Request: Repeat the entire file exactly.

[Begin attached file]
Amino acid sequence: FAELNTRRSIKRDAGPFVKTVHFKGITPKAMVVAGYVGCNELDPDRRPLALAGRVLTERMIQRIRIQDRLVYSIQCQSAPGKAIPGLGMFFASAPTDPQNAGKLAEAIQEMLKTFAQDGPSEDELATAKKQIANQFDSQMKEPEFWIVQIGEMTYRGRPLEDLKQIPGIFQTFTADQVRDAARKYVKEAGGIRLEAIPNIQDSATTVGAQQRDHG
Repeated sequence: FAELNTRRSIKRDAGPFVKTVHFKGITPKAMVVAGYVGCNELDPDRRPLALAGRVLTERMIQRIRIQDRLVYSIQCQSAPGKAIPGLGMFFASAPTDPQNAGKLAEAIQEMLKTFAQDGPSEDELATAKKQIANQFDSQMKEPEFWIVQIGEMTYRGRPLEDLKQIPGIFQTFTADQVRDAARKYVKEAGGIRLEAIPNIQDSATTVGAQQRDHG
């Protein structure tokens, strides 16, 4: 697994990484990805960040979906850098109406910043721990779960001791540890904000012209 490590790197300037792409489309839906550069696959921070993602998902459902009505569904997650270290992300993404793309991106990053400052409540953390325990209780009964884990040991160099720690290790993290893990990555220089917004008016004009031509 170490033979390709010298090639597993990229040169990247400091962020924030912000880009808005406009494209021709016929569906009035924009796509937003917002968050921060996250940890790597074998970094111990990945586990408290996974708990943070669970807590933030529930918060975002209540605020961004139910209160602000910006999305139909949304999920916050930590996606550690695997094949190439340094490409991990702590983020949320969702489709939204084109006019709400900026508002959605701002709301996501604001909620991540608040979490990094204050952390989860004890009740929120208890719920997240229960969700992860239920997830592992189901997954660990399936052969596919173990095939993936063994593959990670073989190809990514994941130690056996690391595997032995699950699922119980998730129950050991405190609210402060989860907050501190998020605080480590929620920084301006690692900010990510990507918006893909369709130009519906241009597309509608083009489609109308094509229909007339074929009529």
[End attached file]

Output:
Amino acid sequence: FAELNTRRSIKRDAGPFVKTVHFKGITPKAMVVAGYVGCNELDPDRRPLALAGRVLTERMIQRIRIQDRLVYSIQCQSAPGKAIPGLGMFFASAPTDPQNAGKLAEAIQEMLKTFAQDGPSEDELATAKKQIANQFDSQMKEPEFWIVQIGEMTYRGRPLEDLKQIPGIFQTFTADQVRDAARKYVKEAGGIRLEAIPNIQDSATTVGAQQRDHG
Repeated sequence: FAELNTRRSIKRDAGPFVKTVHFKGITPKAMVVAGYVGCNELDPDRRPLALAGRVLTERMIQRIRIQDRLVYSIQCQSAPGKAIPGLGMFFASAPTDPQNAGKLAEAIQEMLKTFAQDGPSEDELATAKKQIANQFDSQMKEPEFWIVQIGEMTYRGRPLEDLKQIPGIFQTFTADQVRDAARKYVKEAGGIRLEAIPNIQDSATTVGAQQRDHG
């Protein structure tokens, strides 16, 4: 697994990484990805960040979906850098109406910043721990779960001791540890904000012209 490590790197300037792409489309839906550069696959921070993602998902459902009505569904997650270290992300993404793309991106990053400052409540953390325990209780009964884990040991160099720690290790993290893990990555220089917004008016004009031509 170490033979390709010298090639597993990229040169990247400091962020924030912000880009808005406009494209021709016929569906009035924009796509937003917002968050921060996250940890790597074998970094111990990945586990408290996974708990943070669970807590933030529930918060975002209540605020961004139910209160602000910006999305139909949304999920916050930590996606550690695997094949190439340094490409991990702590983020949320969702489709939204084109006019709400900026508002959605701002709301996501604001909620991540608040979490990094204050952390989860004890009740929120208890719920997240229960969700992860239920997830592992189901997954660990399936052969596919173990095939993936063994593959990670073989190809990514994941130690056996690391595997032995699950699922119980998730129950050991405190609210402060989860907050501190998020605080480590929620920084301006690692900010990510990507918006893909369709130009519906241009597309509608083009489609109308094509229909007339074929009529």